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October 2014
Issue: September 1, 2011

Eden FX details 'Teen Wolf' work

SANTA MONICA — Eden FX ( www.edenfx.com) completed all the visual effects for the first season of the MTV dramatic series, Teen Wolf, including the season finale. VFX supervisor, John Gross and the team at Eden FX created a full CG character for the series, which was incorporated into the on-going storyline. Eden also created a variety of other visual effects for the show ranging from wire removals, eye glows and set extensions, to matte paintings and character transformations.

The finale featured 100 visual effects shots that the studio had just three weeks to complete. These included the climactic fiery destruction of the Alpha Wolf. The sequence was created with a full CG character, along with CG fire and smoke, all of which were composited into live action production footage, using Eyeon’s Fusion.

Here, the Eden FF team of Stefan Bredereck, Fred Pienkos, and Rick Ramirez detail their work.

Post: Could you supply a bit of background on how and when the Teen Wolf finale project started? How long did it take to complete? 

Bredereck: “It took about two weeks to develop the Alpha Werewolf 3D model including modeling, rigging, texturing, hair/fur, shading, and testing. That was done prior to the second round of the pilot post production.

“The final episode’s VFX post production started with a meeting to find out what the show's needs were and what was possible within the time frame. It then took about 20 days to complete the whole show with all hundred VFX shots. 

“The team finished all the animation in about two weeks, including the cloth simulations and the rigid body dynamics. All the fire and smoke simulations took a week to create and the final compositing was done in just over five days.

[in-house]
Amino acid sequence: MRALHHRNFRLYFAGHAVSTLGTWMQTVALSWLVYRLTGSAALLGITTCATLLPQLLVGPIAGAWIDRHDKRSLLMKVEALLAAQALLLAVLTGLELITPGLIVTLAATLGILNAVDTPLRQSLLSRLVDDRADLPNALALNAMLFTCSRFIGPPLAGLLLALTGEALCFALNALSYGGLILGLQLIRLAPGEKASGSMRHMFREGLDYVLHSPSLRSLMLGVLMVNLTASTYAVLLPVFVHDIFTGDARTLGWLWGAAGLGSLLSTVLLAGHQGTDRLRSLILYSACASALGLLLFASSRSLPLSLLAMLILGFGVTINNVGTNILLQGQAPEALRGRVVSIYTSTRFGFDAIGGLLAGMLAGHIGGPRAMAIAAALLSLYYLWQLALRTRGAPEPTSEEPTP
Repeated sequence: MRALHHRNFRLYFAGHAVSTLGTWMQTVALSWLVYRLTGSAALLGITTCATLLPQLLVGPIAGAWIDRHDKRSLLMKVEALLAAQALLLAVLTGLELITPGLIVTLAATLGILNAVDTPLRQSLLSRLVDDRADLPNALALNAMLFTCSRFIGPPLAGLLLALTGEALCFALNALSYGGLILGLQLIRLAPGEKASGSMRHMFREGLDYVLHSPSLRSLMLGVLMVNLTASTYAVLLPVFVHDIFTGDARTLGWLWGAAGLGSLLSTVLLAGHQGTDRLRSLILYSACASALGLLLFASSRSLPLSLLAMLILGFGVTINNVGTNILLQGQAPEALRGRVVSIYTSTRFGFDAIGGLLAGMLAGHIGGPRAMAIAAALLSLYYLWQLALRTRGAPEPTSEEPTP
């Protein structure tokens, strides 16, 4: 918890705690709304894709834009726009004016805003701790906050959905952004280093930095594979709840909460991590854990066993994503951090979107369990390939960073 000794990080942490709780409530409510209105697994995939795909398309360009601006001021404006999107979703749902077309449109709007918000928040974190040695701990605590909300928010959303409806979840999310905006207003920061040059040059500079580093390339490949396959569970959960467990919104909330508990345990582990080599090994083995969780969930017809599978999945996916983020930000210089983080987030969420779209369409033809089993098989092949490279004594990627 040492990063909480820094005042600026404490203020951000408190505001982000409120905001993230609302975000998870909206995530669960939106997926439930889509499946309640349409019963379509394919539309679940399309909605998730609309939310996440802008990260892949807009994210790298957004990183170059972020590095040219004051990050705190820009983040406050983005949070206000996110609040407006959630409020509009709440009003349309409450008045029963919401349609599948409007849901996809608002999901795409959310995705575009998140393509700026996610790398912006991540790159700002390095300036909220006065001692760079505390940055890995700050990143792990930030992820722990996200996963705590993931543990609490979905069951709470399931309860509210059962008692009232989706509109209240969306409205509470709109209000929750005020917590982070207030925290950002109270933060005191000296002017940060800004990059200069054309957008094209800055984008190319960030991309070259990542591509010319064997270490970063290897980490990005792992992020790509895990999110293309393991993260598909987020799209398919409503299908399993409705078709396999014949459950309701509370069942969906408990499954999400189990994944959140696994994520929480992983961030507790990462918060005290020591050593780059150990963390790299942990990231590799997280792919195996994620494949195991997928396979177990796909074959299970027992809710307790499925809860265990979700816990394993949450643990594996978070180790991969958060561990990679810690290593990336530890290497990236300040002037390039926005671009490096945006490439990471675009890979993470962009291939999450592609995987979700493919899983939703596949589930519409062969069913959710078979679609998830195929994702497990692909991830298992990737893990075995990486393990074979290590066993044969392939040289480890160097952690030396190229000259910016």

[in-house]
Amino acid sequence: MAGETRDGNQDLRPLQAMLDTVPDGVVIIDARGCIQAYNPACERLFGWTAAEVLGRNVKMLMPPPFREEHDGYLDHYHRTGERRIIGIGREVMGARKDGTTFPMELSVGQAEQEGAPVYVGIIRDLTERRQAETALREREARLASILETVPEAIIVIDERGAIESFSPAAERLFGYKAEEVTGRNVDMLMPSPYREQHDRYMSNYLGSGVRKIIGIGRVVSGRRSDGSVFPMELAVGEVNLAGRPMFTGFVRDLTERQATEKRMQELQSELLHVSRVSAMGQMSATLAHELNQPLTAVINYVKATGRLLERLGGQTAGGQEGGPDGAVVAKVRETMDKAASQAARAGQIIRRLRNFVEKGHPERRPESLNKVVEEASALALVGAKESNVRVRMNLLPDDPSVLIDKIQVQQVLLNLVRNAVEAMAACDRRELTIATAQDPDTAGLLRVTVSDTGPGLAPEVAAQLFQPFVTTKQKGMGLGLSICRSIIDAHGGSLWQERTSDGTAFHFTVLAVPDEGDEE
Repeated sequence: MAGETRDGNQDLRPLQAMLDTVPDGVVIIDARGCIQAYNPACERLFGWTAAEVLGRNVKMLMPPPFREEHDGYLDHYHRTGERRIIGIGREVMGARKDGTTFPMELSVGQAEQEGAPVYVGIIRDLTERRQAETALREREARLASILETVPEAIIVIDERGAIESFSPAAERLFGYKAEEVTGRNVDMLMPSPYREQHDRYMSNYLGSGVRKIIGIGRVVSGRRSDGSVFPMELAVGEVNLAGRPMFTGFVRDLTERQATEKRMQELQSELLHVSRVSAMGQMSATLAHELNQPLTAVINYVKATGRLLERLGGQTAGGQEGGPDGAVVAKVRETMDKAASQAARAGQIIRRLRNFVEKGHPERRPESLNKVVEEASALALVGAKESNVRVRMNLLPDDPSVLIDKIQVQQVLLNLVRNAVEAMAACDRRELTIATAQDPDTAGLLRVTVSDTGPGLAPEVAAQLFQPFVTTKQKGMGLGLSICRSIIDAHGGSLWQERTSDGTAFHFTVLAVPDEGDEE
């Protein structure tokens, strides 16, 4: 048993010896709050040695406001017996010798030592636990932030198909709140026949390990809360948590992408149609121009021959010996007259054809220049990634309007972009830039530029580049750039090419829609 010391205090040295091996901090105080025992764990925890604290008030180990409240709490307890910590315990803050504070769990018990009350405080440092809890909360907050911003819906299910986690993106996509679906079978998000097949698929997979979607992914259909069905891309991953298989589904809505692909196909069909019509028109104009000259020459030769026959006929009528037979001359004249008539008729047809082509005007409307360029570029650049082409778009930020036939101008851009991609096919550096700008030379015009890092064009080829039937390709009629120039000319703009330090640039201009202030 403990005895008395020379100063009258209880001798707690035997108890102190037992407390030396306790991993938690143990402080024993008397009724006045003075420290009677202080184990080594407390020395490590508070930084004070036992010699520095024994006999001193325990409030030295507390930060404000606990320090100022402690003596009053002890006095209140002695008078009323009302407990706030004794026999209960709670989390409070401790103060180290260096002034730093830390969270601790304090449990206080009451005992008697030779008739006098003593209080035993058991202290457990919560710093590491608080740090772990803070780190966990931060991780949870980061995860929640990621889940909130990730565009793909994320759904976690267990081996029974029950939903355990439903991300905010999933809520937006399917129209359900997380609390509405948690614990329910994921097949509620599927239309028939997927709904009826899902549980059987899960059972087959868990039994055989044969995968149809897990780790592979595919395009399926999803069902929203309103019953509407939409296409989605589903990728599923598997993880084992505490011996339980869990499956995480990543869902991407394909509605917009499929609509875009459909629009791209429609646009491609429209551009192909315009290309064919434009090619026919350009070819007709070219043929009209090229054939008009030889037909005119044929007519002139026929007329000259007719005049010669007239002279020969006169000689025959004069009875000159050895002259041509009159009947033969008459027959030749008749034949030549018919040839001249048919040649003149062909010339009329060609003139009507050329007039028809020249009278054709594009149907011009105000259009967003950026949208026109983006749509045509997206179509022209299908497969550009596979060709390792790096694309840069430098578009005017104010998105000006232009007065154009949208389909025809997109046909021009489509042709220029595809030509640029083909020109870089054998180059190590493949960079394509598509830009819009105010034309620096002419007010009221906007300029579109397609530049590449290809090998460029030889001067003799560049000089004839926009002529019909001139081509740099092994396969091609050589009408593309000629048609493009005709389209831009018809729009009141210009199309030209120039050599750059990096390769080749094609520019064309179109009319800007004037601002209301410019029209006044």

“We used over 80 six core CPUs to get the show rendered, creating more than 4TBs of data. The close client interaction and their trust helped to get it done efficiently and beautifully. We mainly used Autodesk’s 3D Studio Max and Chaos Group’s V-Ray 2, as well as XSI, NewTek’s LightWave, and Eyeon’s Fusion 6.2 for compositing.”

Post: Why did you choose Fusion to accomplish the shots and how long has Fusion been your studio’s software of choice? 

Pienkos: “Fusion has always been trusted at Eden FX to produce the highest quality of final image. But the recent advancements in new features developed by Eyeon changed the game just in time to really take advantage of a new way of compositing for this episode. 

“The deep compositing, along with multi-buffer EXR support in Fusion made it possible to easily work at the highest possible image quality, while taking advantage of the multitude of buffers out of Max to be able to re-light shots within Fusion. The ability to isolate areas of the model easily using Fusion’s new volume masking capability meant we had precise mattes for whatever part of the model we needed — every time we needed one, with absolutely no masking or rotoscoping required.”

Post: Can you approximate the amount of shots that you completed?

Pienkos: “The team produced 100 VFX shots plus 90 additional compositing shots for the 44-minute finale. More than 25 of those VFX shots included the 100 percent CGI werewolf, and a lot of CG effects for fire, smoke, embers and a glass flask with fluid inside breaking, spilling out and igniting in slow motion.”

Post: Was there a particular shot that was more complex than usual or turned out better than you could have hoped? 

Pienkos: “Yes — part of the sequence required shots where Ian Bohen, the actor playing Peter Hale (the alpha werewolf), would quickly start to transform and then snap back to his human self while fighting with the other werewolf stars of the show. The combination of Bohen’s physical performance, the talented artists at Eden, and the new tools available in Fusion, [made] these shots came together smoothly.  

“First our artists would object track and match-animate the CG alpha werewolf head — aligning the motion of it with Bohen’s face precisely. Then the animators would animate the facial performance of the werewolf face before it was lit and rendered as an element that would be combined with the live action plate. From there, once again using Fusion’s deep compositing volume masking ability to isolate areas to reveal the CGI werewolf, in concert with grid warps and very heavy color correction to match and blend skin tones from the actors face to the werewolves face, we composited the shots. The final results were perfect.